DIY Plumbing: Fixing a Clogged Drain
When it comes to being handy around the house, there are two areas where many of us tend to shy away — electrical work and plumbing. While anyone who’s ever received an electric shock understands the risks of doing that type of work, basic plumbing is something just about anyone should be willing to take on.
Whether it’s a clogged sink, shower, bathtub, or toilet, before you pick up the phone to call a plumber, here are a few things you should try first.
Taking the Plunge
A good old-fashioned plunger is great way to loosen clogged drain pipes. Plungers come in multiple sizes — use a small one for sinks, showers, and bathtubs and a large one for a clogged toilet. Plungers work best submerged in water because this allows for greater suction. Plunge steadily, keeping in mind it may take a several attempts to successfully eliminate a blockage.
If you’re trying to unclog a double kitchen sink with a plunger, begin by closing off one sink with a stopper. This will prevent any liquid from splashing back once you begin plunging. Then fill the other side of the sink with enough water to cover the bell of the plunger and create a tight seal.
Plumber’s Snake and More
Another solution that doesn’t require using potentially harmful chemicals is a plumber’s snake. This long flexible wire with teeth along its outer edges can be used to dislodge hair, soap, grease, or anything else clogging the drain. If you don’t have snake on hand, a coat hanger may do the trick. You can also try using a wet and dry vacuum to suck out the clog. To do this, insert the nozzle directly into the drain.
- The natural mix: A mixture of vinegar and baking soda can be a convenient and effective non-chemical solution for unclogging drains. Pour 1/2 cup of baking soda into the blocked drain and then pour in 1/2 cup of white vinegar. Plug your drain and let it stand for at least 15 – 20 minutes, then flush with boiling water. Repeat if necessary.
- The chemical solution: You’ll find a number of drain cleaning products available at your local hardware or grocery store. These come in a variety of strengths, so be sure to look for one that’s right for the type of drain you’re trying to unclog. These products specify a period of time for the chemical to “stand’ and then flush using hot water. Again, repeat if necessary. These cleaners are made of extremely strong and even corrosive chemicals. Be sure to follow directions closely and take the necessary precaution of using heavy rubber gloves and goggles.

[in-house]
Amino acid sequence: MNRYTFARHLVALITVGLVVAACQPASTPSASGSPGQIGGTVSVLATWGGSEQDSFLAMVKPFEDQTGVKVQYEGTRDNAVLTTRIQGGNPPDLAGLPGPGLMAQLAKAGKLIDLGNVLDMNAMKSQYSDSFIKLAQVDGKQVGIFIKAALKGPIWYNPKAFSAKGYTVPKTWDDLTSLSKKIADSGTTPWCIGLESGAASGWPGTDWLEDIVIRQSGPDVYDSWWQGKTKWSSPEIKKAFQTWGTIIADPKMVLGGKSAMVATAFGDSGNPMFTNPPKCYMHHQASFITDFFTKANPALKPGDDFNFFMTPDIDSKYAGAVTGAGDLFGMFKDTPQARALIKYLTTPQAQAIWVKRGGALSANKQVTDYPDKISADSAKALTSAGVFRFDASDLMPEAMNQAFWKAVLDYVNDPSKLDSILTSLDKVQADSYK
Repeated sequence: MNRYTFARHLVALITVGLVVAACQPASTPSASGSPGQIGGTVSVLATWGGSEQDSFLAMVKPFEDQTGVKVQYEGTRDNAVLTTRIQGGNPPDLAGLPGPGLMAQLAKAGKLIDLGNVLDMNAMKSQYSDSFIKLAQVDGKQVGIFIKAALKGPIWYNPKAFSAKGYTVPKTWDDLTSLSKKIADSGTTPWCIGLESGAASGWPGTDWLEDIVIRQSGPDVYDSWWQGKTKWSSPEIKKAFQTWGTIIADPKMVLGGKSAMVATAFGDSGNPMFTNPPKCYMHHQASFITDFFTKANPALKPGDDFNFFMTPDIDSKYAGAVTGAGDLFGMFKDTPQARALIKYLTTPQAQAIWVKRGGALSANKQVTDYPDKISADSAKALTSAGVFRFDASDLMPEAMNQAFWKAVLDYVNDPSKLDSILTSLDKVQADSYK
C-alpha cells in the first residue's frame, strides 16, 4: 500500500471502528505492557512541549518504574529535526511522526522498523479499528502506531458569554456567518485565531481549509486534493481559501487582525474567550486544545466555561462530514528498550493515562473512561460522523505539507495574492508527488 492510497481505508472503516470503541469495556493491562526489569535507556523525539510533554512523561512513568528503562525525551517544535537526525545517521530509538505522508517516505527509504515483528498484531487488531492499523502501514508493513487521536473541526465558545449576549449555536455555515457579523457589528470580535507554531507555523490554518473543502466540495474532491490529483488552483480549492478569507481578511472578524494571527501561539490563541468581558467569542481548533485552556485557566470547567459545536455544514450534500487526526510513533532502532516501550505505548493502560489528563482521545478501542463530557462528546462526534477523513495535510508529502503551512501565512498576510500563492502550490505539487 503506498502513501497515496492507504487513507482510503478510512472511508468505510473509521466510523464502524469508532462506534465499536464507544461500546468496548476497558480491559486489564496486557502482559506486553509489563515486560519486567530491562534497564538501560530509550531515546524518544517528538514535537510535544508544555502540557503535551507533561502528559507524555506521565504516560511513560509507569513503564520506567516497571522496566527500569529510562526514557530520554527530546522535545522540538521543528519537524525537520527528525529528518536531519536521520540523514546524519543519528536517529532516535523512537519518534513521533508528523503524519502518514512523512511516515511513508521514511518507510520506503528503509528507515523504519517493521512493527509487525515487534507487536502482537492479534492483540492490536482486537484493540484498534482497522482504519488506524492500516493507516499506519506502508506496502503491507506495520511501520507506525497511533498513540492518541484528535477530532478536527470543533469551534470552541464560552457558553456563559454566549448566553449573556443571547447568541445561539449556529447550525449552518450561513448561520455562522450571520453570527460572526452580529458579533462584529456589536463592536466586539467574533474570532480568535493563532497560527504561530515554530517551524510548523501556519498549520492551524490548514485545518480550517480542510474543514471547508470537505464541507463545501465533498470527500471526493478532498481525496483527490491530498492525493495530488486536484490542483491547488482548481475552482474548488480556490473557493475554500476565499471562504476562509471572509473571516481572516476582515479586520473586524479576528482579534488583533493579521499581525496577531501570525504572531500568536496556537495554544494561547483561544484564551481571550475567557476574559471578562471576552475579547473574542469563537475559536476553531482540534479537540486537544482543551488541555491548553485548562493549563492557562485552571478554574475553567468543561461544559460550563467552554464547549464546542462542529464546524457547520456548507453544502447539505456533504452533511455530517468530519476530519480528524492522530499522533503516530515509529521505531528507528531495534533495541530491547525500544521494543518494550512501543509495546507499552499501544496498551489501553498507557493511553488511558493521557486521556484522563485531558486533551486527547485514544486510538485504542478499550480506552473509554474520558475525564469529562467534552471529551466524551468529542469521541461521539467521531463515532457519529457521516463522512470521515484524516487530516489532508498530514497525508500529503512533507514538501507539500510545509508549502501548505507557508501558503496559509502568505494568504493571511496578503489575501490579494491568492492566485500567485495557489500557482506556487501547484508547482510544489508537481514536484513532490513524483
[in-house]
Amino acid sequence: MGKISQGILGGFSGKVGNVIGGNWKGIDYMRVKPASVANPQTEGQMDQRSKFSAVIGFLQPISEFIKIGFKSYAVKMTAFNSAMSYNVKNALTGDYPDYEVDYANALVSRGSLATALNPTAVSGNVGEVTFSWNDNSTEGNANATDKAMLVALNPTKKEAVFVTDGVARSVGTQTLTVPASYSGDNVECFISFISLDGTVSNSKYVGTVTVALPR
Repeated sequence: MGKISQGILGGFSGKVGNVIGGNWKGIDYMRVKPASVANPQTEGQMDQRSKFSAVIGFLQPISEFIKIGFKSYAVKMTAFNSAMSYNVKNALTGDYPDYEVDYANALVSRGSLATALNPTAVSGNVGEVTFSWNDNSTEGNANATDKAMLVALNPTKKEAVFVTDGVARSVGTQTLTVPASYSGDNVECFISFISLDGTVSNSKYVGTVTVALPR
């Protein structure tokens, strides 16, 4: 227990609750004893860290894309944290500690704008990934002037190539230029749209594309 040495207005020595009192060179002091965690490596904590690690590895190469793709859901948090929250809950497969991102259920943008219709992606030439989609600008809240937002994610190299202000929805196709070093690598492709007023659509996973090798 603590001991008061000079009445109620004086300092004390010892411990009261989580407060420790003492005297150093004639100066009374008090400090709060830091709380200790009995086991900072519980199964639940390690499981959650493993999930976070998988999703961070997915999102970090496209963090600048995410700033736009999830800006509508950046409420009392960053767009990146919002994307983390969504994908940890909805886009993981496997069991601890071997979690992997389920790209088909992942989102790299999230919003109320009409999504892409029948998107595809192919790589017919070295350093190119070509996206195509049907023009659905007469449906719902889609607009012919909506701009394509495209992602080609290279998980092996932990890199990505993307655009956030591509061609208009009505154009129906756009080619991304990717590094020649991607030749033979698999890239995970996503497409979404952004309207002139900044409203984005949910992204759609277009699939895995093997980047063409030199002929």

Different Drains Require Different Approaches
If you’re unable to unclog a kitchen or bathroom sink with any of these methods, try removing the “P-trap,” which is located at the bottom of the drain pipe where it curves. Loosen the slip nuts at both ends of the pipe with a plumber’s wrench. Use the snake on the remainder of the drain pipe, then clean out any debris in the trap before reattaching it.
Turn off the electricity when attempting to unclog a kitchen sink that has an electric garbage disposal. Try using the vinegar and baking soda mix first to remove grease and trapped food. If that doesn’t work, you’ll want to try to one of the chemical solutions.
You may use any of these methods on a clogged shower or tub drain. However, you may need to disconnect or remove the internal stopper mechanism before you begin.
Using chemicals can be harmful to your toilet. First, try pouring 1/4 cup of dish detergent into the toilet bowl. Dish soap acts as a lubricant to help break up any residue. Then add boiling water and use a plunger to finish dislodging the clog.
The Bottom Line
Unless a foreign object has become lodged in a drain pipe, clogs tend to develop slowly over time. The accumulation of soap, grease, hair, and other detritus results in slow draining and even standing water. Regular cleaning and proper drain strainers can save you time and money.
Next time, before you call a plumber about a clogged drain, try these simple techniques. You’ll be surprised by how easy DIY plumbing can be.